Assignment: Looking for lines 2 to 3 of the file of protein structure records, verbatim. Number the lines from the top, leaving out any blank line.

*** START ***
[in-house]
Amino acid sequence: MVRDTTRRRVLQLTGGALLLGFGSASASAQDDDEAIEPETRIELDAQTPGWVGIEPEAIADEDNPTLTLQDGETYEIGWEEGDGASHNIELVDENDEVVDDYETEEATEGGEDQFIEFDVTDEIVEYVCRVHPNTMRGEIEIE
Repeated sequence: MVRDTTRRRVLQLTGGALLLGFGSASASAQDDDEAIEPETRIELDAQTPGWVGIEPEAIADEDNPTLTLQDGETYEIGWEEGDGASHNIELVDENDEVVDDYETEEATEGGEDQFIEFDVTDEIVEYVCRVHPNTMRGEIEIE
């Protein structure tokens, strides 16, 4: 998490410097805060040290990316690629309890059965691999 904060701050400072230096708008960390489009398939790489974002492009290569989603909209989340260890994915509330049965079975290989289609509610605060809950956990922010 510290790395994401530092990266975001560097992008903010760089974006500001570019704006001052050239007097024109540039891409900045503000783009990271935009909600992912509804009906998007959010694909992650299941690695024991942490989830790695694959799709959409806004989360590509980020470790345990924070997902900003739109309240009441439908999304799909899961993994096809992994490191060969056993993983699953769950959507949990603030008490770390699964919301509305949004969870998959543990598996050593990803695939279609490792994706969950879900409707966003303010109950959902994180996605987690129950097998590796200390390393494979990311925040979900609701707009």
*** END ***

Amino acid sequence: MVRDTTRRRVLQLTGGALLLGFGSASASAQDDDEAIEPETRIELDAQTPGWVGIEPEAIADEDNPTLTLQDGETYEIGWEEGDGASHNIELVDENDEVVDDYETEEATEGGEDQFIEFDVTDEIVEYVCRVHPNTMRGEIEIE
Repeated sequence: MVRDTTRRRVLQLTGGALLLGFGSASASAQDDDEAIEPETRIELDAQTPGWVGIEPEAIADEDNPTLTLQDGETYEIGWEEGDGASHNIELVDENDEVVDDYETEEATEGGEDQFIEFDVTDEIVEYVCRVHPNTMRGEIEIE